Matthew McConaughey and Woody Harrelson in "True Detective" (HBO)

"True Detective" is no H.P. Lovecraft story

The HBO series is a slick 8-hour neo-noir that ultimately fails to carry the weight of its literary references


Dustin Rowles
March 11, 2014 4:15PM (UTC)
This piece originally appeared on Pajiba.

Pajiba Even putting aside all the theories that didn’t come to fruition in the season finale of True Detective — and the expectations borne from them — there still has to be some lingering disappointment with the straightforwardness of the ending. As Rust Cohle noted in the coda, it’s all about lightness and dark, and that’s essentially what it came down to in the series: A very black and white, good guy vs. bad guy ending, and as if to reiterate who the good guys were, Marty Hart’s doting family — with whom he hasn’t had any real contact in two years — visited him in the hospital to show him support, lending even more credibility to the arguments about the thinness of the female characters all season long. Yes, it turns out, they were ornamentation: Boobs and pink panties and sexual conquests and doormats with which the ultimate male heroes could step upon and exploit.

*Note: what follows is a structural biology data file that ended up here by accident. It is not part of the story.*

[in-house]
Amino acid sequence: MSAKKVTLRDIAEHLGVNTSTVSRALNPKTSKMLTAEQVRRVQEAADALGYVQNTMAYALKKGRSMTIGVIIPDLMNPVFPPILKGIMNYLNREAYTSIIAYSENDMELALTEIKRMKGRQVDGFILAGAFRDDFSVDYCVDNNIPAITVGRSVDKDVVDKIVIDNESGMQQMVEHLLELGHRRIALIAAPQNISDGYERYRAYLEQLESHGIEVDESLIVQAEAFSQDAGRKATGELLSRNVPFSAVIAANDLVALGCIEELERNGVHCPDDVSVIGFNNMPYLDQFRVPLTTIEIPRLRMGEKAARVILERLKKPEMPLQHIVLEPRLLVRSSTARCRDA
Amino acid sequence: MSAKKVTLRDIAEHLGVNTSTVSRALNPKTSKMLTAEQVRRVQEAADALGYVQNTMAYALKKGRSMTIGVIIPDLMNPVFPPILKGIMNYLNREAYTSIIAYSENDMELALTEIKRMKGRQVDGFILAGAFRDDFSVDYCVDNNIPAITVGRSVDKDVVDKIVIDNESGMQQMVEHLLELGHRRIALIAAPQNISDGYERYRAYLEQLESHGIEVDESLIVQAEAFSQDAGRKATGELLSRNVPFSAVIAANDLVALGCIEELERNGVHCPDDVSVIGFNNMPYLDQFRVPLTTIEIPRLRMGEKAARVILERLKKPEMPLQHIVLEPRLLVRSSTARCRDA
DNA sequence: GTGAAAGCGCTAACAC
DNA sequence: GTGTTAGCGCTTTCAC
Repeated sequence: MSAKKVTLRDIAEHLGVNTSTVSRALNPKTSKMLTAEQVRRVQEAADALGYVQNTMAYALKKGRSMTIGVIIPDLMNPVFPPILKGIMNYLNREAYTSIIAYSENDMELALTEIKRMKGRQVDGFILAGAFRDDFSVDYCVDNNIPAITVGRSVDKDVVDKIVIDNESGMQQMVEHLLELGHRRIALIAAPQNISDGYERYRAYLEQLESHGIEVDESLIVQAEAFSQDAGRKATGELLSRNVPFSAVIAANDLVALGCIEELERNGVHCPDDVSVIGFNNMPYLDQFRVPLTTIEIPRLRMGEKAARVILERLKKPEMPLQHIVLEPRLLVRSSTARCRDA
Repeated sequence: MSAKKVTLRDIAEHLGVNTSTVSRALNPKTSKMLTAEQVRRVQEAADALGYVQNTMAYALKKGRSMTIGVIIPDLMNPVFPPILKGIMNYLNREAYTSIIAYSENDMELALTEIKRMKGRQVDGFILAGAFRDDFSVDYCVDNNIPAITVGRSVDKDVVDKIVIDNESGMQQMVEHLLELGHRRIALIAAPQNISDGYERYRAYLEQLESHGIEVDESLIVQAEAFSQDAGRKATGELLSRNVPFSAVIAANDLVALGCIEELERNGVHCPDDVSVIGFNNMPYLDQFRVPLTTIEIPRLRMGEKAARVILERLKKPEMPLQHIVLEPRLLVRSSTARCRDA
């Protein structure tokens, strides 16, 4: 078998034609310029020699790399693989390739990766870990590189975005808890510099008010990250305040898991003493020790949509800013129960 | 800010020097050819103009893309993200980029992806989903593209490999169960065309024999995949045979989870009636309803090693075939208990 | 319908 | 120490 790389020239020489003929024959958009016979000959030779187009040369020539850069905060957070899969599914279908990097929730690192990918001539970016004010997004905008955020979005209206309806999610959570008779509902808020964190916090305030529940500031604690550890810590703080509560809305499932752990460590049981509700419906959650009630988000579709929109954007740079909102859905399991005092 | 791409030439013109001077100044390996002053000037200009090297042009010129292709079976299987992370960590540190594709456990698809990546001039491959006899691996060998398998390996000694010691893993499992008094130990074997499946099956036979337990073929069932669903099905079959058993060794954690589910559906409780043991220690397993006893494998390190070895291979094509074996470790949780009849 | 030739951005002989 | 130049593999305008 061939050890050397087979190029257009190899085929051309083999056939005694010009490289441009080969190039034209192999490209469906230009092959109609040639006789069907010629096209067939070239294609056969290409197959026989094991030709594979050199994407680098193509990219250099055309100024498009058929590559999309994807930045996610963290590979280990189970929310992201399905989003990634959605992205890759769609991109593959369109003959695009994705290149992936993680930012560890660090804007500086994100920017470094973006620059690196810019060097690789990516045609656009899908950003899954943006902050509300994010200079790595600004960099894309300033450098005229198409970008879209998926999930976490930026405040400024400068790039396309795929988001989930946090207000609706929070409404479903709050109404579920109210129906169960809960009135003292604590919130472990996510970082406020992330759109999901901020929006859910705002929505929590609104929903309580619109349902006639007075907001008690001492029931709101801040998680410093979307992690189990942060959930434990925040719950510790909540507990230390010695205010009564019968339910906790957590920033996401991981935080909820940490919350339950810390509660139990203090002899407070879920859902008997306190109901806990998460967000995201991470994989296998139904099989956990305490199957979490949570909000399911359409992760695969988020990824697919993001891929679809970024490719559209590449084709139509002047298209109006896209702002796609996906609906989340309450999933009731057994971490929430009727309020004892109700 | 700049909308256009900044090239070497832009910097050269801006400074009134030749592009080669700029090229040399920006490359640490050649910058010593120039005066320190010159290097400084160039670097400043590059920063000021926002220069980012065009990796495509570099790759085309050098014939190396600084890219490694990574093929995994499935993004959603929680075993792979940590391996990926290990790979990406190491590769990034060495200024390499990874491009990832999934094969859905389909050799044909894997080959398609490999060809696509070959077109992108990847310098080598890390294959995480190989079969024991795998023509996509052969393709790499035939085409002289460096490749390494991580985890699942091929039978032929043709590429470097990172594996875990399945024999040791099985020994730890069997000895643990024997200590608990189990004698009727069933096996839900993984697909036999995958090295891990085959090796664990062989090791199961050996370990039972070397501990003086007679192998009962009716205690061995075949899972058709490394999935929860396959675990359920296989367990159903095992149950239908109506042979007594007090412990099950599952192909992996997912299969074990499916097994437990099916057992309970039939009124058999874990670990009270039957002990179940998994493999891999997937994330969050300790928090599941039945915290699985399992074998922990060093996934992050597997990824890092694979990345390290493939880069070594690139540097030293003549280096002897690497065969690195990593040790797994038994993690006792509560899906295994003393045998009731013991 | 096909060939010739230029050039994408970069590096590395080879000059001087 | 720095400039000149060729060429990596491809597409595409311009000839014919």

But that’s not my biggest disappointment with the True Detective finale. My chief argument against the series was that it simply wasn’t literary enough.

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Dustin Rowles

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